Morocco: People & Society#

Population33,655,786 (July 2016 est.)
Nationalitynoun: Moroccan(s)
adjective: Moroccan
Ethnic groupsArab-Berber 99%, other 1%
LanguagesArabic (official), Berber languages (Tamazight (official), Tachelhit, Tarifit), French (often the language of business, government, and diplomacy)
ReligionsMuslim 99% (official; virtually all Sunni, <0.1% Shia), other 1% (includes Christian, Jewish, and Baha'i); note - Jewish about 6,000 (2010 est.)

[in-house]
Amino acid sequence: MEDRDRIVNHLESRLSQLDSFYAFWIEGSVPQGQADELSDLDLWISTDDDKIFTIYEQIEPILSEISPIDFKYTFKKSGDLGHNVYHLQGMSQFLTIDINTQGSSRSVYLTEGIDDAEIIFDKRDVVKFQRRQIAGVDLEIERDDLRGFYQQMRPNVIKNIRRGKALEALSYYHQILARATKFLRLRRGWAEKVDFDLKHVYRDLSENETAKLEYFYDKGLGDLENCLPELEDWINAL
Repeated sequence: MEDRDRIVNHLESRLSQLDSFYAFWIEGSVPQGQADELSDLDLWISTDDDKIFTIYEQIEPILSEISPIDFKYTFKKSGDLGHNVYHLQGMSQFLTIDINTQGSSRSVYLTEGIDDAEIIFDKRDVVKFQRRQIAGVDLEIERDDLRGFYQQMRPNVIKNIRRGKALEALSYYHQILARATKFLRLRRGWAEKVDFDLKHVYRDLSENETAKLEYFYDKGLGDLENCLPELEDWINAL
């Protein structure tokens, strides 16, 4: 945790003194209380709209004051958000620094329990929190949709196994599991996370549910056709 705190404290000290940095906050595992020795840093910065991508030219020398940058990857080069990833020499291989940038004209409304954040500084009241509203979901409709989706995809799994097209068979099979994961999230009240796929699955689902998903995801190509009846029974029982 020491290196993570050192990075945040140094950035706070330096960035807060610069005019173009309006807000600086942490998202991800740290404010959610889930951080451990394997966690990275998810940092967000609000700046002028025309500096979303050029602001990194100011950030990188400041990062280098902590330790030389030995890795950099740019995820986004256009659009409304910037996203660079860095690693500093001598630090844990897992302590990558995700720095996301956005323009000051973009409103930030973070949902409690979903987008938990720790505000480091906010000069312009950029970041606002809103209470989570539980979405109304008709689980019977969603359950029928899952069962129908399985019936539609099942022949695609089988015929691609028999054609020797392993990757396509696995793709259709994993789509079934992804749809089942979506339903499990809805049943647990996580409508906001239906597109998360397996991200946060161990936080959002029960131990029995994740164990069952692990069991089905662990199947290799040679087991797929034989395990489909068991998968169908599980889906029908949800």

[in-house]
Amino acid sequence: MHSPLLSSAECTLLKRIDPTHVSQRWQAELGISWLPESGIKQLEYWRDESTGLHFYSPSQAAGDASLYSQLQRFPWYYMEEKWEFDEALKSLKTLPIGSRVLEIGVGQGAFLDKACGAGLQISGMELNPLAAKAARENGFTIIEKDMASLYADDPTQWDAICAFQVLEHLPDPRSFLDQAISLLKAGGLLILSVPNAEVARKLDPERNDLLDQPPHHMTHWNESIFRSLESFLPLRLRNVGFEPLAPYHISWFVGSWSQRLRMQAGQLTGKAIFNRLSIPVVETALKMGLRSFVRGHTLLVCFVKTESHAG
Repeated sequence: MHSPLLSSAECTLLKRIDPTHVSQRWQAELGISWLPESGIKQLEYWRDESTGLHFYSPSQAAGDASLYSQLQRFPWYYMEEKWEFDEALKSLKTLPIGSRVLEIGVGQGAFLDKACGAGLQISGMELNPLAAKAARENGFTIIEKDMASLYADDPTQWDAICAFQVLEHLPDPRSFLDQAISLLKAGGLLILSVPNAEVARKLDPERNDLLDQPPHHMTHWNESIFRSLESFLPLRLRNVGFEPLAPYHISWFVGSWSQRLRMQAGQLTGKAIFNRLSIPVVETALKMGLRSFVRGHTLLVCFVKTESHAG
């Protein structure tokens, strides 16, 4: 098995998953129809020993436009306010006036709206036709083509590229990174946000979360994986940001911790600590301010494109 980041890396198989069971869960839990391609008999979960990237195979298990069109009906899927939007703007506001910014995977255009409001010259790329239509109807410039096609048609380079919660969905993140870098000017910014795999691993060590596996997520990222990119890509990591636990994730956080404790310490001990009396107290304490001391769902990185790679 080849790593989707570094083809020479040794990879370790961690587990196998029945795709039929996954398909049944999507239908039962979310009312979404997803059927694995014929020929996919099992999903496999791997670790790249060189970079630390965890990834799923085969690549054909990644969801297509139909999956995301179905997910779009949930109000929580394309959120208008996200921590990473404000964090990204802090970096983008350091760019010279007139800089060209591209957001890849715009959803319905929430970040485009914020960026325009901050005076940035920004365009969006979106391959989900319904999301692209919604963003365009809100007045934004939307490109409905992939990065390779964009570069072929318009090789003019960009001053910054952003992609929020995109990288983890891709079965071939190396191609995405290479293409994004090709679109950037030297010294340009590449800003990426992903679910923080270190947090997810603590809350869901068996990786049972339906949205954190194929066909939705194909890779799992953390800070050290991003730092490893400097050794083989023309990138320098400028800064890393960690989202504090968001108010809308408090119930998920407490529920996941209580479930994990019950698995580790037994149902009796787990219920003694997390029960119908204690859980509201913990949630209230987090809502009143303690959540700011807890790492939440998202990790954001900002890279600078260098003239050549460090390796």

Demographic profileMorocco is undergoing a demographic transition. Its population is growing but at a declining rate, as people live longer and women have fewer children. Infant, child, and maternal mortality rates have been reduced through better health care, nutrition, hygiene, and vaccination coverage, although disparities between urban and rural and rich and poor households persist. Morocco’s shrinking child cohort reflects the decline of its total fertility rate from 5 in mid-1980s to 2.2 in 2010, which is a result of increased female educational attainment, higher contraceptive use, delayed marriage, and the desire for smaller families. Young adults (persons aged 15-29) make up almost 26% of the total population and represent a potential economic asset if they can be gainfully employed. Currently, however, many youths are unemployed because Morocco’s job creation rate has not kept pace with the growth of its working-age population. Most youths who have jobs work in the informal sector with little security or benefits. During the second half of the 20th century, Morocco became one of the world’s top emigration countries, creating large, widely dispersed migrant communities in Western Europe. The Moroccan Government has encouraged emigration since its independence in 1956, both to secure remittances for funding national development and as an outlet to prevent unrest in rebellious (often Berber) areas. Although Moroccan labor migrants earlier targeted Algeria and France, the flood of Moroccan "guest workers" from the mid-1960s to the early 1970s spread widely across northwestern Europe to fill unskilled jobs in the booming manufacturing, mining, construction, and agriculture industries. Host societies and most Moroccan migrants expected this migration to be temporary, but deteriorating economic conditions in Morocco related to the 1973 oil crisis and tighter European immigration policies resulted in these stays becoming permanent. A wave of family migration followed in the 1970s and 1980s, with a growing number of second generation Moroccans opting to become naturalized citizens of their host countries. Spain and Italy emerged as new destination countries in the mid-1980s, but their introduction of visa restrictions in the early 1990s pushed Moroccans increasingly to migrate either legally by marrying Moroccans already in Europe or illegally to work in the underground economy. Women began to make up a growing share of these labor migrants. At the same time, some higher-skilled Moroccans went to the US and Quebec, Canada. In the mid-1990s, Morocco developed into a transit country for asylum seekers from sub-Saharan Africa and illegal labor migrants from sub-Saharan Africa and South Asia trying to reach Europe via southern Spain, Spain’s Canary Islands, or Spain’s North African enclaves, Ceuta and Melilla. Forcible expulsions by Moroccan and Spanish security forces have not deterred these illegal migrants or calmed Europe’s security concerns. Rabat remains unlikely to adopt an EU agreement to take back third-country nationals who have entered the EU illegally via Morocco. Thousands of other illegal migrants have chosen to stay in Morocco until they earn enough money for further travel or permanently as a "second-best" option. The launching of a regularization program in 2014 legalized the status of some migrants and granted them equal access to education, health care, and work, but xenophobia and racism remain obstacles.